If you say, however, that a Deck Building Game has a strong rhythm, it’s a great complement.  DBGs are built with a certain amount of given information (there’s a small selection of cards that will be in a person’s hand, and, presumably, many of those cards will be resources), and the entire genre is built around the idea of making your deck better and better as you move through the game.  Despite these controls, when you play through Dominion or Thunderstone, for example, your game may result in a chain of meaningless turns, due to the players’ inability to overcome a hurdle, or the game might result in a romp, as the players smash through their decks and crush the scenario.  For a genre filled with a limited number of controllable knobs, it’s an odd truism that many DBGs can’t play a more sophisticated tune than ‘More! More! More! More!’.

Core Worlds has a strong rhythm.  What you do on turn three will be different than turn six.  When you get to turn ten, the game is over.  Count up your points.  Each round in the game is meaningful, and the consequences of your actions are tangible.  Early in the podcast, I teased Sara when she explained what Core Worlds is.  She starts off by saying the game is complicated… which is a rough way to sell a game.  When writing this mini review for Core Worlds, I also found this review on Amazon by M.P. Cummings:

“We’re somewhat new to card based tabletop games, so this was a great find. My girls (ages 8 and up) love playing, and since there are defined rounds, it doesn’t drag forever. Great game!”

That’s an excellent summation.  Sara’s right:  Core Worlds is a complicated game.  But that doesn’t mean it’s hard to understand.  That just means the game has breadth.  You can play it many times, and still struggle to wrap your head around ‘the right strategy’.

But, hey, if you aren’t convinced, maybe you’d prefer to listen to the podcast?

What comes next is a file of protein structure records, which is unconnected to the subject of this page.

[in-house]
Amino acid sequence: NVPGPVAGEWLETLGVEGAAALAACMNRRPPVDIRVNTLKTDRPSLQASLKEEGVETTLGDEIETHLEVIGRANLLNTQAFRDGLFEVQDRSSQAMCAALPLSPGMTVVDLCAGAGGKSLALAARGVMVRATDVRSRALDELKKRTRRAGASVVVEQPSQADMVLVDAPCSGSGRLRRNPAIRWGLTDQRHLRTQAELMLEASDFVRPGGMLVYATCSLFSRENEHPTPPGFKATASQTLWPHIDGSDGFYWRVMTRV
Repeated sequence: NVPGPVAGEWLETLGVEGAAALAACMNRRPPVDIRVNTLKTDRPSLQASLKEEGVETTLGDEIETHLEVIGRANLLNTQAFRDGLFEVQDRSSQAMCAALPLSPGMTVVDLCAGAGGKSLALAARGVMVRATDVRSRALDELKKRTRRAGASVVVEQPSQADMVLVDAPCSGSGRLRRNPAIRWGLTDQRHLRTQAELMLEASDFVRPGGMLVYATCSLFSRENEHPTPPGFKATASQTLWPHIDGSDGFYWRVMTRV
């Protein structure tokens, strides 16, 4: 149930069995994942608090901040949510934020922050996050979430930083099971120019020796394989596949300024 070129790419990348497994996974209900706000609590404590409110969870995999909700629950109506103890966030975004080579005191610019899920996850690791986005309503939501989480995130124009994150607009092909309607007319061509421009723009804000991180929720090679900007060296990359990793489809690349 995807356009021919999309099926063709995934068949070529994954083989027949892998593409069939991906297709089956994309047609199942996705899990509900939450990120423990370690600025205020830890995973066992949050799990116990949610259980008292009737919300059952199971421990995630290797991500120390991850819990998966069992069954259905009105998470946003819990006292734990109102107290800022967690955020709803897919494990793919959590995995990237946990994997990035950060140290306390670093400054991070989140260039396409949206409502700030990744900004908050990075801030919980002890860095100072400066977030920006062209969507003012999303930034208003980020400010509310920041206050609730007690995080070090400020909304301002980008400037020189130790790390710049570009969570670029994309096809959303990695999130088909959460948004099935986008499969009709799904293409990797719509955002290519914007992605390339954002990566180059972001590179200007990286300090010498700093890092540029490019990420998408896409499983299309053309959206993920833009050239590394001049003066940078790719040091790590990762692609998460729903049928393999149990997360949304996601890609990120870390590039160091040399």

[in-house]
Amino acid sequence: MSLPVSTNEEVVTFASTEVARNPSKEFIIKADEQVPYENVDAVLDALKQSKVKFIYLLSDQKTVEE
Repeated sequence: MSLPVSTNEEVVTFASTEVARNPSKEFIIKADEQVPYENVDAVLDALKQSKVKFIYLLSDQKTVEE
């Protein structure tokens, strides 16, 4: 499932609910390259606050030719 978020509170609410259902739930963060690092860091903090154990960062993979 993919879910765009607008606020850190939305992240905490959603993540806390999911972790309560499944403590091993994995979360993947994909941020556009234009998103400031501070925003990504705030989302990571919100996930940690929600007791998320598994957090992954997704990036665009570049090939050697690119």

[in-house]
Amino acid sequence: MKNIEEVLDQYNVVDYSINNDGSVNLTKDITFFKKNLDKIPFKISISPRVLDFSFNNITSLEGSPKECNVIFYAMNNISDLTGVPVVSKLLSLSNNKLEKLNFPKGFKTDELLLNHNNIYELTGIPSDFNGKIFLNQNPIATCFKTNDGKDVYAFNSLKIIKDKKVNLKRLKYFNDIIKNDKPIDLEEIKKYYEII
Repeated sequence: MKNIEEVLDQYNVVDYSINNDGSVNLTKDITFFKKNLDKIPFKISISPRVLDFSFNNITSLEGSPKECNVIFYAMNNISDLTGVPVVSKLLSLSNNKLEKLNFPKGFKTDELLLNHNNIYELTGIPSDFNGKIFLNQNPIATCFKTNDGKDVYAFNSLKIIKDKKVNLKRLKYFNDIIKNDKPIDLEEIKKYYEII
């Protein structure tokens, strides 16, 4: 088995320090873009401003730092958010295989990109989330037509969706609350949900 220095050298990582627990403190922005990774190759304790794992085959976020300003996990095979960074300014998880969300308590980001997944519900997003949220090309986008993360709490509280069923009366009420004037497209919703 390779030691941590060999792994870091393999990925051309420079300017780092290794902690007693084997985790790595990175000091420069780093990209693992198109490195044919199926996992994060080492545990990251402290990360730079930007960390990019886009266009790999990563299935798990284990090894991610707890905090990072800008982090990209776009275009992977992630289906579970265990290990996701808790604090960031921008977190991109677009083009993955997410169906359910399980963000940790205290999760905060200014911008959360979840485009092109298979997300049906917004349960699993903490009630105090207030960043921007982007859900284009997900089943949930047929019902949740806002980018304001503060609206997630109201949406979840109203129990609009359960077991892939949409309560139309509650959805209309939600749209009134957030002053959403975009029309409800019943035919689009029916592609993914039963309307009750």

Session Impressions – Ascension: Storm of Souls

I was late to the party on the Ascension: Storm of Souls podcast, walking in while it was halfway through.  My first response is disparaging because I didn’t know we were recording, was asked “How do you feel about the new Ascension expansion” and, knowing that I was talking to a room full of game reviewers, jumped into argument mode.  Sarah is really good at editing, however.  She cut and pasted three comments that made it sound like I knew we were recording and had ‘jumped right into the show’.

Ascension, Storm of Souls is a good game.  If I sound like I’m down on it, it’s only because I like what Ascension is doing so much that I want to get in there and help with the design.  Most of the choices Justin Gary made, though, are valid options, and I’m glad that Ascension provides a solid alternative design to the Deck Building Model.

At one point, I mention that I don’t really need to play the new expansion, because I haven’t spent enough time playing any of the older expansions.  Take that comment with a grain of salt as well.  The Myriad Games Presentations staff plays a lot of games.  When I say something like that, what I’m really saying is “Man!  I wish I got to play more Ascension.  That’s a really good game, and I haven’t had my fill of it, but I’m stuck here reviewing Tulipmania.”

Session Impressions: Elder Signs

Elder Signs is the latest in Fantasy Flight’s H.P. Lovecraft inspired line: Arkham Horror.  Unlike many other games in this line it takes a reasonable amount of time to play.  About an hour.  Ye elder gods!

Dan, Mike Bergeron and I had a fun time playing it.  It’s got a cool, everyone racing against the clock, feel.  And while the game is centered around rolling dice, it’s natural and entertaining instead of tedious.  After playing for a full hour, my first impetus is to play another game… and that’s the best complement I can give any game, really.

You can listen to the podcast by clicking here.  Mind the shoggoths.

Evidently, I am a desktop background

You may have noticed the snazzy new Gravatar image of yours truly.  I appear to be some sort of wizard.